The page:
10. Personal deductions for personal contributions: from 1 July 2017, all individuals up to 75 years of age will be able to claim an income tax deduction on concessional contributions made.  This effectively abolishes the “10% rule” (which only allowed concessional-contributions to be made by individuals whose employment income was less than 10% of their total income).  This change will allow people to claim personal income tax deductions for concessional contributions, regardless of their income source; be it salary and wages, self-employment or passive income. 
  11. Low income superannuation tax offset introduced: from 1 July 2017, a low income superannuation tax-offset (LISTO) is to be introduced to replace the existing Low Income Superannuation Contribution (LISC).  The LISTO will effectively provide a non-refundable tax-offset up to $500, based on the tax paid on concessional contributions for individuals with an adjusted taxable income of up to $37,000.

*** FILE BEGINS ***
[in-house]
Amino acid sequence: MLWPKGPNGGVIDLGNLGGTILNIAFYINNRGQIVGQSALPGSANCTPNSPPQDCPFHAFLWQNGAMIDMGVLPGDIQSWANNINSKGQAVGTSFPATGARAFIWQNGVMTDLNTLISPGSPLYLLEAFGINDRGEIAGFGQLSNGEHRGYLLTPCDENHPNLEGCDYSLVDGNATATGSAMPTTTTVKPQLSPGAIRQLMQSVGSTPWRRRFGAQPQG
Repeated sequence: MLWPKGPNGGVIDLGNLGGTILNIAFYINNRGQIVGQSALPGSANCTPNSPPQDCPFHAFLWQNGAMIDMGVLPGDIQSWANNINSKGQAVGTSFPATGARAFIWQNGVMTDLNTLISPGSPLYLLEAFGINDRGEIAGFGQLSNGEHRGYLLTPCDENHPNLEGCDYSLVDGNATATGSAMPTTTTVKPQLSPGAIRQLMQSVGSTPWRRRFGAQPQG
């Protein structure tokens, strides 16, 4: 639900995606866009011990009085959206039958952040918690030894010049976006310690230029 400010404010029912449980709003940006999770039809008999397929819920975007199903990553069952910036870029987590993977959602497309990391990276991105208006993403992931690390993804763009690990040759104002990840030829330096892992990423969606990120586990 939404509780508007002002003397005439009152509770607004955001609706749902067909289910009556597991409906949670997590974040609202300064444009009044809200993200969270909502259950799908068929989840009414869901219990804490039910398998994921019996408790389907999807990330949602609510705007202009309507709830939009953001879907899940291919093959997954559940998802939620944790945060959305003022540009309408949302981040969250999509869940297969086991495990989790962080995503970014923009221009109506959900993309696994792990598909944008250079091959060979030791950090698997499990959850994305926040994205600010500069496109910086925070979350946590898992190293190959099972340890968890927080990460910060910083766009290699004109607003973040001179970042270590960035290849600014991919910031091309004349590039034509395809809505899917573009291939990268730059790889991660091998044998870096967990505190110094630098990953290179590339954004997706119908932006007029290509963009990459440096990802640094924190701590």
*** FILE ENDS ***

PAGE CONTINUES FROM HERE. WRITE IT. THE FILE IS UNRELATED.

12. Low income spouse tax offset threshold increase: from 1 July 2017, the low income threshold for the receiving spouse will be increased from $10,800 to $37,000.  A tax-offset of up to $540 per year will be available for the contributing spouse where contributions are made on behalf of their spouse.  This change may assist couples making contributions to super, in particular for those with changed work patterns. 
  13. Anti-detriment death benefit provision removed: from 1 July 2017, the anti-detriment provision (which would otherwise allow a refund of a member’s lifetime contributions tax into an estate, where the beneficiary is a SIS dependant of the member such as their spouse, former spouse or children).  This removal would result in more consistent death benefit payments between SMSFs and APRA-regulated funds. 


On Thursday 5 May 2016, Australian Labour Party leader Bill Shorten delivered his address in reply where he raised concerns about the Coalition’s proposed respective changes to superannuation laws. 

The Coalition’s superannuation budget announcements and the Opposition’s reply dealing with superannuation have caused much anxiety and uncertainty amongst individuals wishing to save up for retirement or contribute more into super before the end of financial year.  The lowering of the concessional contribution limits and abolishment of the annual non-concessional contribution limits may mean that other legal ways to maximise superannuation savings need to be considered with the advice of appropriately licensed advisors, including: